Once new divers gain experience, hanging out with seasoned divers and shop staff divers, they start thinking about the next diving course they will take. The next step after open water certification, advanced open water, give divers lots of ideas since it exposes divers to different types of diving, such as wreck, boat, underwater photography, all of which have a correlating specialty course. Some divers want to challenge themselves with the rescue diver course, or even desire to work toward a professional level certification. One thing that I often get questions about, though, is the difference between a Divemaster and a Master Diver, so I would like to clear this up once and for all.
The PADI Master Scuba Diver program is not a course, per se, but rather a rating, given to a diver with significant training and experience in a variety of diving environments. In order to earn the rating of PADI Master Diver, the candidate must have his open water, advanced open water and rescue diver certifications. In addition, they must earn 5 specialty certifications and have at least 50 logged dives. It’s kind of like advanced open water, except that the diver does not stop at just one adventure dive, but instead goes on to earn the full certification in the specialty. A Master Diver has earned the highest level a nonprofessional diver can achieve. Anyone who earns the Master Diver rating deserves the respect of fellow divers for not only the number and types of dives he has done, but for also for the depth of knowledge that the Master Diver has accumulated in during his journey to the rating.
|What a wreck! A Master Diver might have the Wreck Diver Speciality!|
|Divemasters help other divers prepare to get wet!|
In order to be admitted into the divemaster program, a diver must have earned open water, advanced open water and rescue diver certifications. In addition, they must have current Emergency First Response training. Finally, they must have a minimum of 40 dives logged at the time they enroll, and have 60 by the time they complete the course. Even when a diver meets these prerequisites, however, most dive instructors will look carefully at Divemaster candidates’ habits as a diver, experience to date and attitude to decide whether to invest the time and energy to mentor them.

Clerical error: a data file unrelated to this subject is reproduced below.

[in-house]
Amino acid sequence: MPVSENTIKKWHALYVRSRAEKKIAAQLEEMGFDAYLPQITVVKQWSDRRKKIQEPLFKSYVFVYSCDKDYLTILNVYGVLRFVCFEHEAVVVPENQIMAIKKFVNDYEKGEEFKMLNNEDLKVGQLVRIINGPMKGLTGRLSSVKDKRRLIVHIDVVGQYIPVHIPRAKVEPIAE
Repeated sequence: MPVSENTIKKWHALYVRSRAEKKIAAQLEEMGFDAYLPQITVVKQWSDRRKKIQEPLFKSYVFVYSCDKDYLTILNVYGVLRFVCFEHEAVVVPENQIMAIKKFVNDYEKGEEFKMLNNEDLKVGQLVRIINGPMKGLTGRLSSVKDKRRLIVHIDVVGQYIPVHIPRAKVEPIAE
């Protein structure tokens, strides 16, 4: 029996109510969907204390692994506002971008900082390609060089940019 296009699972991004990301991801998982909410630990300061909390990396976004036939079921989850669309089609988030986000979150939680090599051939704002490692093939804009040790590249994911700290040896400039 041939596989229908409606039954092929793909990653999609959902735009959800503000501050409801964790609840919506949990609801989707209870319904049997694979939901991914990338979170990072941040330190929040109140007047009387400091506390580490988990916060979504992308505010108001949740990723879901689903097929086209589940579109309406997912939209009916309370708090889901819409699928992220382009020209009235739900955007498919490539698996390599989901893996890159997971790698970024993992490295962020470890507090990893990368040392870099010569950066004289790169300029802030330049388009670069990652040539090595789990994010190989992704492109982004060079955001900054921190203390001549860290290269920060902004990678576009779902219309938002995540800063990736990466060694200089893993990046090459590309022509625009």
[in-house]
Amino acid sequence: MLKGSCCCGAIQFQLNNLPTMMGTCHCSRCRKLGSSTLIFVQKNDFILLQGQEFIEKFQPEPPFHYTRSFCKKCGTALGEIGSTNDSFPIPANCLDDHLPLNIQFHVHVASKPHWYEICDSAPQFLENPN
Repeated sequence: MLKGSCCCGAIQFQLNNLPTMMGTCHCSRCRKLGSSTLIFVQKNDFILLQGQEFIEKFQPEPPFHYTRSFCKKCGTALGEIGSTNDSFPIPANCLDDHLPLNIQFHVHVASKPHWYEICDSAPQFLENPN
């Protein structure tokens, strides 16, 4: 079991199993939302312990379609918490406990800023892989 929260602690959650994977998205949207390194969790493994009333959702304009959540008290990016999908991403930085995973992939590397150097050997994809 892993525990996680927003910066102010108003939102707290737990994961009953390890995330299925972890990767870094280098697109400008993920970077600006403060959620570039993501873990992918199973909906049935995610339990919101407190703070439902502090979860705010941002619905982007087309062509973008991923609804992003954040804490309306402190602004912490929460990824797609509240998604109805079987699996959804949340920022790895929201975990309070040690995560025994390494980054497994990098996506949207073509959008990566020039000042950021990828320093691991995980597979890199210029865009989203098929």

So which is better? Since both rankings require superior diving skills and a breadth of diving experience, which is “better” is really more a matter of what your goals are as a diver. It is sort of the difference between learning first aid to be better prepared and able to respond in some emergency situations and going to school to become an EMT. If your goal is to really stretch your knowledge and ability in diving, but you really do not want to make it a career or you do not want to be responsible for others, then the Master Diver program is your best bet. However, if you are passionate about diving, love to share your experiences with others and are looking perhaps to becoming a dive instructor, then Divemaster is your ticket!
With that in mind, when I look at divers who are interested in becoming a Divemaster, the ones who are already Master Divers or are working toward that goal go directly to the top of the list. The fact that they have invested time, energy and money into specialty courses says loud and clear, “I am passionate about diving, I love to expand my knowledge of diving, I value the expertise of my dive instructor, and I love to share my experiences with others.” In addition, having taken many courses with an instructor, they clearly know what will be expected of them in the Divemaster program.
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